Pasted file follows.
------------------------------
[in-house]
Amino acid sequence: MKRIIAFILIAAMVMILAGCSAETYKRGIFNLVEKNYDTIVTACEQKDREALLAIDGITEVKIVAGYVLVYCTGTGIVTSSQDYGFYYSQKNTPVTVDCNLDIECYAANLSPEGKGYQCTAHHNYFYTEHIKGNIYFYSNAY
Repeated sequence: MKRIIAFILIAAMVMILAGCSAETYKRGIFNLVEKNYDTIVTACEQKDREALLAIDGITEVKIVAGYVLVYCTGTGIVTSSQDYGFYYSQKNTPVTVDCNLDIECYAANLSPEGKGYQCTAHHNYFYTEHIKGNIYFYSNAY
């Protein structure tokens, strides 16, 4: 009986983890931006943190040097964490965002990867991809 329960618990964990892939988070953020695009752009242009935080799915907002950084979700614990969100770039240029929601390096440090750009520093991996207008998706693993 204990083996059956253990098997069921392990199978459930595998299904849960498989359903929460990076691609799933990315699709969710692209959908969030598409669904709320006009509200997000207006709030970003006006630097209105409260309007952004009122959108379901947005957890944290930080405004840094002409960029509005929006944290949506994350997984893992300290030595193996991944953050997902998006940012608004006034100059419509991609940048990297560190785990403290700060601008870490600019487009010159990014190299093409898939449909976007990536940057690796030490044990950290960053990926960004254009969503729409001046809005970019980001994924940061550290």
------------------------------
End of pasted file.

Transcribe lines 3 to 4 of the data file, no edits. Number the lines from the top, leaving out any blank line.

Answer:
Repeated sequence: MKRIIAFILIAAMVMILAGCSAETYKRGIFNLVEKNYDTIVTACEQKDREALLAIDGITEVKIVAGYVLVYCTGTGIVTSSQDYGFYYSQKNTPVTVDCNLDIECYAANLSPEGKGYQCTAHHNYFYTEHIKGNIYFYSNAY
């Protein structure tokens, strides 16, 4: 009986983890931006943190040097964490965002990867991809 329960618990964990892939988070953020695009752009242009935080799915907002950084979700614990969100770039240029929601390096440090750009520093991996207008998706693993 204990083996059956253990098997069921392990199978459930595998299904849960498989359903929460990076691609799933990315699709969710692209959908969030598409669904709320006009509200997000207006709030970003006006630097209105409260309007952004009122959108379901947005957890944290930080405004840094002409960029509005929006944290949506994350997984893992300290030595193996991944953050997902998006940012608004006034100059419509991609940048990297560190785990403290700060601008870490600019487009010159990014190299093409898939449909976007990536940057690796030490044990950290960053990926960004254009969503729409001046809005970019980001994924940061550290």